MGM&USP Document #59
An Outline of
Lewis Powell’s Memo to the Chamber of Commerce:
In Effect a Strategic Plan for Corporate Rule over Government
(Updated June 20, 2016)
This document outlines Lewis Powell's 1971 Memorandum to the Chamber of Commerce which in effect provided a strategic plan for corporate rule over governments.
The following is paraphrased from Jeffrey D. Clement's outstanding book, Corporations Are Not People.
"Lewis Powell, a shrewd corporate lawyer, a representative for the tobacco industry, a director of more than a dozen international corporations, including Philip Morris Inc., a global manufacturer and seller of cigarettes, who immorally and dishonestly argued in court that any suggestion that cigarettes caused cancer and death was "not proved" and was "controversial."
In 1971, Powell wrote a confidential memorandum to the leadership of the United States Chamber of Commerce. In this memorandum Powell outlined a critique and a plan to use "activist" Supreme Court judges to create corporate power, personhood and rights. The roots of Citizens United lie in Powell's 1971 strategy.
In his now infamous confidential memo Powell, who would be nominated by President Nixon to the U. S. Supreme Court five months later, stated:
• Corporations must organize and fund a drive to achieve political power through "United action and a sustained, multi year corporate campaign to use an "activist-minded Supreme Court" to shape "social, economic and political change" to the advantage of corporations.
• “Independent and uncoordinated activity by individual corporations, as important as this is, will not be sufficient. Strength lies in:
• In careful long-range planning and implementation,
• In consistency of action over an indefinite period of years,
• In the scale of financing available only through joint effort, and
• In the political power available only through united action and national organizations.
Powell's 1971 memo to the Chamber of Commerce laid out a corporate power and rights campaign. The Chamber and the largest corporations then implemented these recommendations “with zeal, piles of money, patience, and an activist Supreme Court.”
Corporations and corporate executives also funded a wave of new "legal foundations" in the 1970s. These legal foundations were intended to drive into every court and public body in the land the same radical message, repeated over and over again, until the bizarre began to sound normal: “corporations are persons with constitutional rights against which the laws of the people must fall.”
These foundations began filing brief after brief challenging state and federal laws across the country. The foundations and the corporate lawyers argued that "corporations are persons" with the "liberty secured to all persons." They used new phrases like "corporate speech," the "rights of corporate speakers," and "the corporate character of the speaker." They demanded, as if to end an unjust silence, "the right of corporations to be heard" and "the rights of corporations to speak out."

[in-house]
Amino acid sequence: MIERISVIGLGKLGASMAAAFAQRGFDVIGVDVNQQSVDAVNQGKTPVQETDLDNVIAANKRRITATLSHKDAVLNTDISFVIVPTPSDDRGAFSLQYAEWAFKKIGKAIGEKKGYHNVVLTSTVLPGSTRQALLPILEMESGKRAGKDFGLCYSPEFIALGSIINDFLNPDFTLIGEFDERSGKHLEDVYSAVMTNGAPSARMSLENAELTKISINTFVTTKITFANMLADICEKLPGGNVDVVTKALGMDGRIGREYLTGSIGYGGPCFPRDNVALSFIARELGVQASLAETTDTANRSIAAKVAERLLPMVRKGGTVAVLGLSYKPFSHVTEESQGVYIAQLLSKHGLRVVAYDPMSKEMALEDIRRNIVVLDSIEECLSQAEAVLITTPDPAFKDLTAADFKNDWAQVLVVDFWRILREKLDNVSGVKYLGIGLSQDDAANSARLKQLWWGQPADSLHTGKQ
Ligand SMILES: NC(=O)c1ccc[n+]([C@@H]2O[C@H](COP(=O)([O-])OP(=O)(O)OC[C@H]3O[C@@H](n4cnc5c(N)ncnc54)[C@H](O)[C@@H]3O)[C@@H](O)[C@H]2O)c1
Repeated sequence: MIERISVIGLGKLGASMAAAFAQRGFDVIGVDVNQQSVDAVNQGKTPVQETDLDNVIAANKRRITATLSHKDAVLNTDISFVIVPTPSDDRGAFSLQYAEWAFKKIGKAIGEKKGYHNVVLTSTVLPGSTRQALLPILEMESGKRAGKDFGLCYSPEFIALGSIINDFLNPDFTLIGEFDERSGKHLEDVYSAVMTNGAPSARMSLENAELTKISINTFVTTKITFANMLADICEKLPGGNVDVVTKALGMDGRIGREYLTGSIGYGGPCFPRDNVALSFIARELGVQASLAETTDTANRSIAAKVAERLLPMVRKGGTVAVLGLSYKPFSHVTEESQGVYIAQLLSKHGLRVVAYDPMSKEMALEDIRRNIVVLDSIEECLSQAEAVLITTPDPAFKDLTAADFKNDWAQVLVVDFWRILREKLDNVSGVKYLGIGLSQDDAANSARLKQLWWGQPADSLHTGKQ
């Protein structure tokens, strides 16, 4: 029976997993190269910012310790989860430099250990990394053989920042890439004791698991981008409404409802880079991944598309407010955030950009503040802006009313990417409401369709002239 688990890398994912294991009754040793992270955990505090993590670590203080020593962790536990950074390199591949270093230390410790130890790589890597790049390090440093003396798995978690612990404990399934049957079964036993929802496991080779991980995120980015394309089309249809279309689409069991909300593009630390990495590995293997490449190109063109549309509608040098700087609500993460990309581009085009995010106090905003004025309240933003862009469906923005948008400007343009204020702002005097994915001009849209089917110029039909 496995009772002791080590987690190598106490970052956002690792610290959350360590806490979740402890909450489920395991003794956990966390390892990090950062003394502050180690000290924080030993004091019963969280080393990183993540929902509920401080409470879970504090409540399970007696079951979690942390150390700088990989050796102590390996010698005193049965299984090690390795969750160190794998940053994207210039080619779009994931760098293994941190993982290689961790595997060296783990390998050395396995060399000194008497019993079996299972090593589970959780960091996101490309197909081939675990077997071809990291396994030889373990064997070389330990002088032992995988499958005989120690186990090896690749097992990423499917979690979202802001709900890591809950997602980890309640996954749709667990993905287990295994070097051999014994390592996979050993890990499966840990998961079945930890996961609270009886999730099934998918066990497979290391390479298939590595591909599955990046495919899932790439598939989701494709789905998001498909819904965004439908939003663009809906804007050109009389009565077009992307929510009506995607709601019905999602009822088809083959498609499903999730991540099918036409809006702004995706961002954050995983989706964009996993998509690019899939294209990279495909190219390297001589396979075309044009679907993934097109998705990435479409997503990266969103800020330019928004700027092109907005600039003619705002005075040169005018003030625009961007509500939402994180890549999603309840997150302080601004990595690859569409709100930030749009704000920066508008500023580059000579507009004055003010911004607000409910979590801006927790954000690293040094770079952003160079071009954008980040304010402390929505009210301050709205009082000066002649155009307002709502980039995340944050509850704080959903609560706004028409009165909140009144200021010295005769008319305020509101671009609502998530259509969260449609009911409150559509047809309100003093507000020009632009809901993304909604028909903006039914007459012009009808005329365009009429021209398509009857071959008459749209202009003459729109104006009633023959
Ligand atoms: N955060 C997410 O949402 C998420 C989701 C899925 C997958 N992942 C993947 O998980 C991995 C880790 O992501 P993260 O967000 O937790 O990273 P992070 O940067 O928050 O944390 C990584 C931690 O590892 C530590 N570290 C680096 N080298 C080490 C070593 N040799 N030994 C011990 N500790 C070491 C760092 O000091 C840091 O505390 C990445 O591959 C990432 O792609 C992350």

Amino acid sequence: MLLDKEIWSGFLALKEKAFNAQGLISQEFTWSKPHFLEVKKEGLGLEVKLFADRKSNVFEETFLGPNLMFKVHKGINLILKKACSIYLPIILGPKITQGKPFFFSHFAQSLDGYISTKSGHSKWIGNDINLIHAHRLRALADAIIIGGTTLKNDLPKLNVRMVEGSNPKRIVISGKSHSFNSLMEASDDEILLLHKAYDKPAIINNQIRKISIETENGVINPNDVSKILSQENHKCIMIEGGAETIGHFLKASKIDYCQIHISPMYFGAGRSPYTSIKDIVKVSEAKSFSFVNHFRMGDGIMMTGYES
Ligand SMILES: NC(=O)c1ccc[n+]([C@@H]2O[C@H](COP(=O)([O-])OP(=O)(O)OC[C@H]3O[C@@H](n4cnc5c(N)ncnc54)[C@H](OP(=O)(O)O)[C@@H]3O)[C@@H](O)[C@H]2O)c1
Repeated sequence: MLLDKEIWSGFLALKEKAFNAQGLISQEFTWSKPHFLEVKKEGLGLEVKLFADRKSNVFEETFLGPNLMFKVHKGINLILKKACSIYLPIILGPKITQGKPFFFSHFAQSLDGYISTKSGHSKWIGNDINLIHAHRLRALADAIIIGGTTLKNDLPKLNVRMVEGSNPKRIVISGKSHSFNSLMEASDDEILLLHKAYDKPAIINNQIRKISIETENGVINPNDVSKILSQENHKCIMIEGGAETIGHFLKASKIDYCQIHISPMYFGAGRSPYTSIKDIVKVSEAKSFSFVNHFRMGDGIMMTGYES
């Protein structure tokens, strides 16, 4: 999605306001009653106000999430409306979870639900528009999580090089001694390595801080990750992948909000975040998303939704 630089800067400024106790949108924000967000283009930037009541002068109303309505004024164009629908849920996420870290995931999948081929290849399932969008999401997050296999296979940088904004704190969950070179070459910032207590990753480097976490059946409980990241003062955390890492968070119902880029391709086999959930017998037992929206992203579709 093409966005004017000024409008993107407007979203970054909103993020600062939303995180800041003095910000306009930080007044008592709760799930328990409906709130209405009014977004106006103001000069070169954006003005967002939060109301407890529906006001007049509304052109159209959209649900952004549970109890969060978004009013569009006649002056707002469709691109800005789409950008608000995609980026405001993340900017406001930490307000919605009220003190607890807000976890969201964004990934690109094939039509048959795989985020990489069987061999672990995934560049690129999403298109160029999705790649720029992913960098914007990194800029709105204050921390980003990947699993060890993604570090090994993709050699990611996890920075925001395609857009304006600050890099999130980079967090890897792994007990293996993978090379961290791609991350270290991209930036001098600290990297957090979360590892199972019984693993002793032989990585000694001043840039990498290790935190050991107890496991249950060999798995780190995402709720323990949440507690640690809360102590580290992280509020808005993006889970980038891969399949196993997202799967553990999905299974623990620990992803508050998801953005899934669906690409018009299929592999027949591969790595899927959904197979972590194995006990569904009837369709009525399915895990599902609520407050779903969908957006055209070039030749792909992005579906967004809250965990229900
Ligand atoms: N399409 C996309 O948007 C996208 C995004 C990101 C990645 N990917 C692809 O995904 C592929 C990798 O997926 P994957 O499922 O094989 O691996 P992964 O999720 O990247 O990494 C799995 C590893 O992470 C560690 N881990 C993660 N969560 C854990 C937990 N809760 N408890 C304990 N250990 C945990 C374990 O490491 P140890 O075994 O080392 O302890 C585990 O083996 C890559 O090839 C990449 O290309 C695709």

The ideas expressed by Powell in his 1971 memorandum to the Chamber of Commerce came out of his personal involvement in the aggressive resistance of the cigarette corporations to efforts to address the devastating social and public costs of its lethal products. As a director and an executive committee member of Philip Morris, Powell shared responsibility for the fraudulent attack on the conclusions of scientists and the surgeon general by the cigarette industry and for its false insistence for years that "no proof" showed cigarettes to be unhealthy.
As counsel to the cigarette industry and as a Philip Morris director, Powell already had begun testing the use of activist-minded courts to create corporate rights. In one case in the late 1960s, Powell argued that any suggestion that cigarettes caused cancer and death was "not proved" and was "controversial." Therefore, according to Powell, the Federal Communications Commission wrongly violated the First Amendment rights of cigarette corporations by refusing to require "equal time" for the corporations to respond to any announcement that discouraged cigarette smoking as a health hazard.
Even the U.S. Court of Appeals for the Fourth Circuit, based in the tobacco-friendly South, rejected this claim. Although Powell lost that time, he went on to win far more than he could have imagined after he got on the Supreme Court.
In January 1972 when President Nixon appointed Powell to the Supreme Court, neither Congress nor most Americans knew of Powell's radical corporatist views on the environment, tobacco and public health, food and drugs, financial regulation, and more. The memo was not disclosed during Powell's confirmation proceedings ‘’
Several vigorous dissents resisted the concept of corporate rights. The most vigorous came from the conservative Justice William Rehnquist. He grounded his dissents in the fundamental proposition that our Bill of Rights sets out the rights of human beings, and corporations are not people. For years, Rehnquist maintained this principled conservative argument, warning over and over again that corporate rights have no place in our republican form of government.
Despite the Rehnquist and other dissents, the millions of dollars invested in the radical corporate rights campaign began to pay off. Powell's vision of an unregulated corporate political "marketplace," where corporations are freed by activist courts from the policy judgment of the majority of people, won out.